Gray hair, glasses, orthopedic shoes. Vicki Lawrence’s sassy “Mama” character on the old “Carol Burnett Show” comes to mind, as does Irene Ryan as feisty Granny on the “Beverly Hillbillies.” Or maybe you think of Estelle Getty on “The Golden Girls” or stubborn Jessica Tandy in “Driving Miss Daisy.” Let’s not forget Maggie Smith’s “Downton Abbey” dowager countess. Or even just Queen Elizabeth herself. There’s a rogues’ gallery of grizzly grandmas in the media.
I didn’t see myself as part of that club because while I know that I’m getting older, I’m not ready to give in to being that old lady — the one both our media and society have painted for us.
As AARP noted two years ago, the baby boom has grown into a grandparent boom. Of all adults over 30, more than 1 in 3 were grandparents as of 2014. In 2010, according to the Population Reference Bureau, about 1 in 14 U.S. children (7 percent) lived in a household headed by a grandparent. And, also according to PRB, the number of Americans 65 and older is projected to more than double to more than 98 million by 2060, meaning the 65-and-older age group’s share of the total population will rise to nearly 24 percent from 15 percent.
Since the first wave of boomers began hitting 65, this trend has been happening — the trend of don’t-call-me-Grandma. When Babycenter.com asked its parent readers in 2018 what their “grandparental terms of endearment were,” they found that 20 percent of those surveyed had gotten creative with new nicknames, from Abi to Zippy. (Though Grandma and Grandpa remained the most popular nicknames “by a mile,” the site also found.) Right now, at least four friends of mine are preparing to become first-time grandmothers. And none seem to be going with plain old “grandma.”
“It’s important that your Grandmother name defines the unique wonderful grandmother that you are,” says Cathy Caputo Livingstone in her 2012 book, “Bubbe, Mimi and Gigi: The Best Grandmother Name Book Ever.” Goldie Hawn is called “Glam-Ma,” according to her memoir. Susan Sarandon revealed on the “Today” show that she is “Honey” to her grandkids. Martha Stewart told “Access Hollywood” that she is just plain “Martha.”
Traditions make it easy for some. Pop culture icon Ruth Bader Ginsburg is called “Bubbie,” a traditional Yiddish moniker. “Bubbie with whom I spend most High Holy Days. Bubbie who took me to see ‘The Book of Mormon,’ where we both laughed until we cried. Bubbie who loves going to the movies. Bubbie at whom I get a kick out of poking fun. Just a Bubbie like any other,” wrote Ginsburg’s granddaughter Clara Spera in Glamour magazine in May 2018.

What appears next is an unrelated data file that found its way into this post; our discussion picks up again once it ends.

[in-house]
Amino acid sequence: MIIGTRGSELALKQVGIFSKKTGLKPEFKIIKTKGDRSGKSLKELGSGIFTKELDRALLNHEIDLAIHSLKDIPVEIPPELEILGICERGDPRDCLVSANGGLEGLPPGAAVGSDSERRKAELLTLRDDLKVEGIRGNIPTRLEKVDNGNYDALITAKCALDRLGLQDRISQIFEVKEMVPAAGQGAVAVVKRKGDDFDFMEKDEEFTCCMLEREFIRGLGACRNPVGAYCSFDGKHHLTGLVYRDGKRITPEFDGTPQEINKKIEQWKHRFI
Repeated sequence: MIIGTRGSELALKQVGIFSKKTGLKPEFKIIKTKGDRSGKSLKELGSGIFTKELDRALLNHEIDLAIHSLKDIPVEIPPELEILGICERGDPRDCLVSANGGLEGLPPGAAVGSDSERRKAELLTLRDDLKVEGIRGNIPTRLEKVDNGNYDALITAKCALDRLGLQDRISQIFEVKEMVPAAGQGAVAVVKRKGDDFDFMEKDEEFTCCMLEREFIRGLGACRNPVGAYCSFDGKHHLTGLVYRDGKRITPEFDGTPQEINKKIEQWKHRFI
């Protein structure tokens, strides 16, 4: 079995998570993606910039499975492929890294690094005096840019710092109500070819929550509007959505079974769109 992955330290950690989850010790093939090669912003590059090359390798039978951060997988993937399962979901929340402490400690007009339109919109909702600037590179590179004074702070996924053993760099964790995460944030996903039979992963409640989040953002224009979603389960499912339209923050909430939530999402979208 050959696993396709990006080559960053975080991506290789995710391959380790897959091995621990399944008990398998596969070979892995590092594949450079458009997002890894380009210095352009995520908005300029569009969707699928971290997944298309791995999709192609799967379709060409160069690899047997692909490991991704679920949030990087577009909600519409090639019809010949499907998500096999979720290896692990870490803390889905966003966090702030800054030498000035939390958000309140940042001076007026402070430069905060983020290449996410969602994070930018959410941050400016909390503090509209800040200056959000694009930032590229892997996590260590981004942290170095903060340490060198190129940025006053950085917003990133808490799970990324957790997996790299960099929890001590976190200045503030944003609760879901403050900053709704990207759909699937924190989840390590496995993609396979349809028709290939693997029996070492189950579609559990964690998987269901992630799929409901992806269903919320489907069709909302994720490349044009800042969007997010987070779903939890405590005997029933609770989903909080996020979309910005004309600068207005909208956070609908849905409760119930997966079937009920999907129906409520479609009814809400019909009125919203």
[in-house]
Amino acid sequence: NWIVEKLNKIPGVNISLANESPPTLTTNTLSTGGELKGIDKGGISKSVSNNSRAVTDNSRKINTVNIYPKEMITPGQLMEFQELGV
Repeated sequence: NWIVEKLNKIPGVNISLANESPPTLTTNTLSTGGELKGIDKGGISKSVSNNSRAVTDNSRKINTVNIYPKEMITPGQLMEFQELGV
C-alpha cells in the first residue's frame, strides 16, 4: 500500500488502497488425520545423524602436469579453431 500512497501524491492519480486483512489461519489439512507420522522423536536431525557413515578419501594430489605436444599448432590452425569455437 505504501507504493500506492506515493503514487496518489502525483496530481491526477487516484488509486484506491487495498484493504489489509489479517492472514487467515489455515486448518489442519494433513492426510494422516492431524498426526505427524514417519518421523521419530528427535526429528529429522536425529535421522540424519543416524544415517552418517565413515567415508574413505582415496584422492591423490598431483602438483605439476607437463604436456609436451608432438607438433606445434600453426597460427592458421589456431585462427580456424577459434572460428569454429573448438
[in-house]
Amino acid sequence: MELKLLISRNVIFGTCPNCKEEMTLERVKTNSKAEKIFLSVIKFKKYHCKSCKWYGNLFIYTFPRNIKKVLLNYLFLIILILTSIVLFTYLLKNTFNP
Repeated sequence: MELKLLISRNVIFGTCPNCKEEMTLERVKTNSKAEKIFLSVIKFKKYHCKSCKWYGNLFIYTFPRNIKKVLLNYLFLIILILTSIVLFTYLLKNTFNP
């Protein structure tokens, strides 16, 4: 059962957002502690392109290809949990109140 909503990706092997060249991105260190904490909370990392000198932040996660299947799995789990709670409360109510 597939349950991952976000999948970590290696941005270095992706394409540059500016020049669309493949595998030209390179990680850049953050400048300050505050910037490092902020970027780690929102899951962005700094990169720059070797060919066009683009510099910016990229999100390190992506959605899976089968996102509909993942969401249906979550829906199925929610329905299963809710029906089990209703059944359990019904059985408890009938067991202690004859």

But in June 2018, the Pittsburgh Jewish Chronicle noted that Jewish grandparent names were "getting a reboot." One couple wanted to add some international flavor and opted for "Bibi," grandmother in Swahili, and "Z," a shortened version of Zayde. Almost every person quoted in the story was moving away from the traditional names because they sounded "old" and conjured images of babushkas and rolled stockings.
One couple I know is going by Lolly and Pops — Lollipop. Another set of friends recently announced on Facebook that they’ll be Lovey, the name of Thurston Howell III’s wife on “Gilligan’s Island” (Lovie is also a favorite grandmother nickname pick of Southern Living magazine), and Pop.
A neighbor going through the same experience shared, “My nephew told his kids to call my sister ‘Tootsie,’ and it stuck!” She added, “I know a man whose grandkids call him “Chief,” and I do think that’s cute.”
On Findnicknames.com, “Pippa” and “Kitty” are listed as replacements for Grandma — but aren’t those real names? Already taken by real people? That site also suggests “Thatcher” if you’re a tough Grandma and “Glamma” or “Glammy” if you’re more a glamour gal. “Insta-Gram” is suggested if you’re a tech-savvy influencer with grandchildren.
When discussing my dilemma at a dinner party after a few glasses of wine, one friend suggested I should be called Ann-a-gram, a nice attempt at my first name and some semblance of Gram or Grammy or Grandma. Clever? Yes. But somehow I don’t see that rolling off a tot’s tongue. Another friend suggested Grann, which would encompass Ann, but still be a traditional, easy name. In the end, though, that’s just a spelling issue.
I know I could never be Granny. In addition to not wanting to emulate Ryan’s “Beverly Hillbillies” character, the other day I got an email notice from an elegant blogger, Cindy Hattersley, who often writes about “Over 50” fashion. The subject line of her latest post caught my eye: “Stylish comfortable shoes that don’t look like granny-sneaks.” I appreciated what she was saying about wanting comfortable shoes anyway.
The rest, I realized, was ageism by the blogger, and by me. We were both viewing “granny” — the word, the woman, the concept — as a bad thing. But we should remember that Granny’s character on the “Beverly Hillbillies” was feisty. And that’s a good thing. So are all the other “things” about those “old ladies” — including sass, wit and the ability to confidently carry a purse while being a head of state. For decades.
I’m happy to report that my granddaughter, Audrey, arrived in early June. I’m still not sure what my grandmotherly moniker should be, will be or even what I want it to be. When I held her and she looked at me, suddenly none of it really mattered. She can call me whatever she wants.
Ann Oldenburg, who started her career at The Washington Post, is assistant director of the journalism program at Georgetown University and a member of the first cohort of Georgetown’s Aging & Health master’s degree program.